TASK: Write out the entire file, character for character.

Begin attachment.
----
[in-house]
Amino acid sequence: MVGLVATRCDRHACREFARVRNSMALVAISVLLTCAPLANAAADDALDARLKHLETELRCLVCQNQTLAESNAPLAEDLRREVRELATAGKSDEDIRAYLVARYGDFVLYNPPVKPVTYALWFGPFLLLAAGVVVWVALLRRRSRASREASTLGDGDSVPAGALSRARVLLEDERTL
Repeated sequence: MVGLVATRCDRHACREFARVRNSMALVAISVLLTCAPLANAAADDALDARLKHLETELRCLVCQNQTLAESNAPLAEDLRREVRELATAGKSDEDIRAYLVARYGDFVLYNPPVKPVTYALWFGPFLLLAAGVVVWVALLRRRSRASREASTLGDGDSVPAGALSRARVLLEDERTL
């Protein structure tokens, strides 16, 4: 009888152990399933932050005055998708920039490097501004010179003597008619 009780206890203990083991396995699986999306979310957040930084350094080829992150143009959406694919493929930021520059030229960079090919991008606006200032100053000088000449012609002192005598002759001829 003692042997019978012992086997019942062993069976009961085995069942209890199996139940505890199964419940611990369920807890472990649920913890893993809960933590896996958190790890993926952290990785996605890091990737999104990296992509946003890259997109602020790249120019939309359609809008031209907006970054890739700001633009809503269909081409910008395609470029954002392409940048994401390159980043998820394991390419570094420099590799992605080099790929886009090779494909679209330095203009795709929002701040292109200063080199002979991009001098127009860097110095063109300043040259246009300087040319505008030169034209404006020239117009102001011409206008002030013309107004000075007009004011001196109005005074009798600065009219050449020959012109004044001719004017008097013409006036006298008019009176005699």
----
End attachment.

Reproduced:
[in-house]
Amino acid sequence: MVGLVATRCDRHACREFARVRNSMALVAISVLLTCAPLANAAADDALDARLKHLETELRCLVCQNQTLAESNAPLAEDLRREVRELATAGKSDEDIRAYLVARYGDFVLYNPPVKPVTYALWFGPFLLLAAGVVVWVALLRRRSRASREASTLGDGDSVPAGALSRARVLLEDERTL
Repeated sequence: MVGLVATRCDRHACREFARVRNSMALVAISVLLTCAPLANAAADDALDARLKHLETELRCLVCQNQTLAESNAPLAEDLRREVRELATAGKSDEDIRAYLVARYGDFVLYNPPVKPVTYALWFGPFLLLAAGVVVWVALLRRRSRASREASTLGDGDSVPAGALSRARVLLEDERTL
């Protein structure tokens, strides 16, 4: 009888152990399933932050005055998708920039490097501004010179003597008619 009780206890203990083991396995699986999306979310957040930084350094080829992150143009959406694919493929930021520059030229960079090919991008606006200032100053000088000449012609002192005598002759001829 003692042997019978012992086997019942062993069976009961085995069942209890199996139940505890199964419940611990369920807890472990649920913890893993809960933590896996958190790890993926952290990785996605890091990737999104990296992509946003890259997109602020790249120019939309359609809008031209907006970054890739700001633009809503269909081409910008395609470029954002392409940048994401390159980043998820394991390419570094420099590799992605080099790929886009090779494909679209330095203009795709929002701040292109200063080199002979991009001098127009860097110095063109300043040259246009300087040319505008030169034209404006020239117009102001011409206008002030013309107004000075007009004011001196109005005074009798600065009219050449020959012109004044001719004017008097013409006036006298008019009176005699």